Elbow – Nottingham Capital FM Arena, Thursday March 17
For Sue and John Hawkins – Block 8, Row R, perched high in a far-flung corner – Elbow’s first arena show in Nottingham proved to be a night to remember. Introducing Open Arms, the most anthemic and arena-friendly track on Elbow’s new album, Guy Garvey sought them out by name, block and row number, announcing that they were “officially further away from the stage than anyone else in the room”. And the name-checks didn’t stop there, either. During the course of Elbow’s two hour show, we were introduced to Craig – who had been spotted refusing to sing along when instructed – and to Sam and Sam, who had chosen to spend the evening before their wedding at an Elbow gig. (“Sam and Sam? That’s going to be confusing for your children. Oh, hang on, they’ll just call you Mum and Dad…”)
As well as these personal touches, other devices were used to create a sense of intimacy in the cavernous hall. Plenty of arena acts use central platforms linked by runways these days, but few front men make as much use of them as Garvey, who constantly strutted back and forth between the main stage and the middle of the room, shaking hands and accepting pats on the back. “I feel like Leslie Crowther”, he said at one point – and at times, there was something game-show host-like about his genial, witty patter.
“This band will have been together for twenty years in June”, Garvey announced, before wondering whether this would qualify them for entry onto Mr And Mrs (the TV quiz that tests married couples’ knowledge of each other). “Just because it’s something else we could win”, he quipped – then immediately apologised for his smugness. (“Pride comes before a fall, doesn’t it?”)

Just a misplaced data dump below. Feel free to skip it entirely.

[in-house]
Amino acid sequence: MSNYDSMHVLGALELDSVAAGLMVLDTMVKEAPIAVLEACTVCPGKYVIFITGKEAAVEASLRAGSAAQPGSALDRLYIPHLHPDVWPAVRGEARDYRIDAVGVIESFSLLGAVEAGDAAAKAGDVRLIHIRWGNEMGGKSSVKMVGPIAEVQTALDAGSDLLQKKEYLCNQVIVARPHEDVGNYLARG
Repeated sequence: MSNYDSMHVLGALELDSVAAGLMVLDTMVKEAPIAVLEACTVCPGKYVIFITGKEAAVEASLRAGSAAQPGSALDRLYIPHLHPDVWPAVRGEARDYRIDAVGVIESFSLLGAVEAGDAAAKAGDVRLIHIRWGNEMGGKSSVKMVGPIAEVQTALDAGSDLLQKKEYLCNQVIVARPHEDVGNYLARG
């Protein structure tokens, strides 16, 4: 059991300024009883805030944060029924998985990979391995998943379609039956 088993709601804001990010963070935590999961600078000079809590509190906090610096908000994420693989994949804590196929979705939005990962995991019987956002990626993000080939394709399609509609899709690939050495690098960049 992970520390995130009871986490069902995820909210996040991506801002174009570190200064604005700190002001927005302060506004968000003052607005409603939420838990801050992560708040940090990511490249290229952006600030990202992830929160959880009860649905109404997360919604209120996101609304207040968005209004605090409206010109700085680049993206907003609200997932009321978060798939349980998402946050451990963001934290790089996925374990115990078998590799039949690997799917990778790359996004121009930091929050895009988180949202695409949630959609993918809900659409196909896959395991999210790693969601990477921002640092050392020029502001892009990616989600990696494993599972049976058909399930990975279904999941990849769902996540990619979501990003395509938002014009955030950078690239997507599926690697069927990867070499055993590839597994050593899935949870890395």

Part of Elbow’s charm rests on the fact that they never actively strove to become an arena act. Their breakthrough album, The Seldom Seen Kid, was conceived when the band were struggling, without even a recording contract. Its slow-building, word-of-mouth success was unexpected, and received with a profound gratitude that persists to this day. They didn’t thrust themselves upon us; we came to them.
Faced with the challenge of scaling up their live show, the band has risen to the occasion magnificently. Their songs fill the room, but the tenderness and grace of the material survives intact. The new album (Build A Rocket Boys!) deals with themes of childhood and nostalgia, and although less than two weeks old, the new songs displayed a stature that sat well with the more familiar numbers. The album’s epic first track The Birds opened the show, setting the standard high. Lippy Kids was delivered with arresting delicacy, and Neat Little Rows – as close to a grinding rocker as the band are prepared to get – was particularly effective. Its greasy-riffed counterpart from the previous album, Grounds For Divorce, was another highlight; surprisingly so, given that many of us had probably heard it a few times too many over the past three years. It offered a teasing glimpse of the noisy rock band that Elbow could easily have been, had they chosen to walk a different path.
For the final encore – the inevitable One Day Like This – Guy Garvey leapt from the stage, dashed through the main floor to the back of the hall, then clambered all the way up to Block 8, Row R, where he greeted a startled but beaming Sue and John Hawkins. The final few refrains of Elbow’s best known anthem were delivered from the worst seats in the house, Garvey’s arm draped over Sue’s shoulder. Man of the people, our Guy. Maybe one day like this a year would see all of us right.
Set list: The Birds, The Bones of You, Lippy Kids, Mirrorball, With Love, Neat Little Rows, The Night Will Always Win, Great Expectations, Grounds for Divorce, The Loneliness of a Tower Crane Driver, Puncture Repair, Some Riot, Weather To Fly, Open Arms, Starlings, Station Approach, One Day Like This.